What is cloud computing?
Cloud computing is the concept of storing, processing, and analyzing large amounts of data on remote servers or “data centers,” usually online. Data centers are often located remotely where data is processed and collected, resulting in a period between collection and processing or “high delays.” While the lag of time is usually only a few hundred milliseconds, it makes a massive difference to time-sensitive applications such as autonomous vehicles, where real-time data is required to operate seamlessly. In addition, a large amount of data moving up and down the network poses significant difficulties to bandwidth. This can reduce the speed of data processing and transfer. This back-to-back period could mean the difference between life and death in time-sensitive applications such as autonomous vehicles. The answer to this challenge is “edge computing.”
What is edge computing?
Edge computing works directly from the cloud: it moves the storage and analysis of time-sensitive data away from the data center and is close to collecting data. In short, it carries part of the app closer to where the data or end-user is located. It dramatically reduces data flow time and allows processing to happen in real-time, effectively reducing delays to almost zero. This is a blessing for applications that rely on real-time data performance. However, edge computing devices are designed for faster on-site processing, not data storage. Cloud computing, in contrast, is based on fragile infrastructure, so it can expand its storage capacity and processing as needed, making it ideal for time-sensitive applications.
Advantages and challenges of edge computing
- The primary advantage of edge computing is its reduced latency, as it provides more responsive processing of real-time data.
- It also prevents overload of the data center and reduces the strain on bandwidth caused by the transfer of data to and from the center.
- Further, edge devices are less dependent on connectivity, making them more reliable when connectivity is poor.
- Another major advantage is that edge devices are usually used to process data for a specific task, making it more focused and the data processed through them highly individualized.
However, edge computing poses some challenges which can largely be solved by the cloud:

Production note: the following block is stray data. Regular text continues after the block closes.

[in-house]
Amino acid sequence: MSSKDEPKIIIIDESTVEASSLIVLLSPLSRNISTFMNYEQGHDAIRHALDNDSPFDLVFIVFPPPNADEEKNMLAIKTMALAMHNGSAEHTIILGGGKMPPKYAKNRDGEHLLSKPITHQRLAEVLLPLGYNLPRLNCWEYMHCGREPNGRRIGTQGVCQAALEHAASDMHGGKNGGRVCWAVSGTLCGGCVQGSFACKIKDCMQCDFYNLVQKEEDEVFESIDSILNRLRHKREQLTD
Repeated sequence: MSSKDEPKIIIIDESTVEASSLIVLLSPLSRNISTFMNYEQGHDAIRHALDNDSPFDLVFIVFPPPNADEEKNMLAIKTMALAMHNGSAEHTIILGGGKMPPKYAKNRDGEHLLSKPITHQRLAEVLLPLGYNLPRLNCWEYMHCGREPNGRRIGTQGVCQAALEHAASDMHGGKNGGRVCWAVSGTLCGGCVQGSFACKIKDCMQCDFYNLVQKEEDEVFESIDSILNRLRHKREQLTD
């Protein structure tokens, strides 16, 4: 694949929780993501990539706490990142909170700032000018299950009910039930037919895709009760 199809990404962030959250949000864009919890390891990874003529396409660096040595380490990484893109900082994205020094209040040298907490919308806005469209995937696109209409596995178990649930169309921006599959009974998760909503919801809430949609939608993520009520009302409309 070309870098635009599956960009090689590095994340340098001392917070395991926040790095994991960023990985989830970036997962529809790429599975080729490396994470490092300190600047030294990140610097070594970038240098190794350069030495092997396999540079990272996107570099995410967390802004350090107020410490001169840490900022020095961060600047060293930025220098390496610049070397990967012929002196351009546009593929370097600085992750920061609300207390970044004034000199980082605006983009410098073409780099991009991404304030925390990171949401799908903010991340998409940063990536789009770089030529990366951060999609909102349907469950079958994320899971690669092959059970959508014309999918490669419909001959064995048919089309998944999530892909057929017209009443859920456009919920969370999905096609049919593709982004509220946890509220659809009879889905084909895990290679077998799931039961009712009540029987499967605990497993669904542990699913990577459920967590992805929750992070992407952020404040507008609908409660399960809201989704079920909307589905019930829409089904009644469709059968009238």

- As more nodes or edge devices are added, managing deployments and monitoring the performance of the software on each node becomes increasingly difficult.
- It is also a challenge to use the edge when easy scalability or access to global data is required. These functions are more suited to cloud computing.
- Another major concern is that edge devices can be more vulnerable to security breaches and attacks than a centralized server. Hence, one has to be mindful while building an edge computing application, paying special attention to the security aspect.
How should businesses take edge computing ahead?
Use the edge and cloud smartly
A critical aspect to keep in mind is that edge computing generally doesn’t work alone. It needs to be complemented with data storage on the cloud. Time-sensitive data is better processed through the edge, but most other applications still require the cloud.
Reduce versioning whenever possible
Limit the number of deployments in edge computing infrastructures. As the number of nodes increase, software management becomes more challenging, and it is much easier if all the nodes run on the same hardware, software, and firmware configurations. While this is not always possible, it is useful to keep in mind that the lesser the variables involved, the easier it is to manage the software.
Be careful about security
As mentioned above, edge devices can be more vulnerable to threats than the data centers used in cloud computing. Hence, special care needs to be taken while designing the security system for such applications. Some possible measures include data encryption and access control. A business also needs to create an effective authentication mechanism and ensure that access is given to only authorized devices.
The edge is not magic
Edge computing is being touted as a big game changer and something completely new. However, this is not the case. It is just a new way of performing actions similar to what we have been doing since before the cloud came into being. It is just a different way of thinking about what we call a “mobile application” or a “point of sale” device.
Edge computing, while a great way to process time-sensitive data in real-time, does not replace the cloud by any means. They complement each other and improve their effectiveness as well as the efficiency of applications when used together in a judicious manner. Cloud computing still remains one of the most optimal ways to store large amounts of data as well as process less time-sensitive information. Edge computing, with its faster data processing, is increasing in popularity due to its application in several IoT use cases.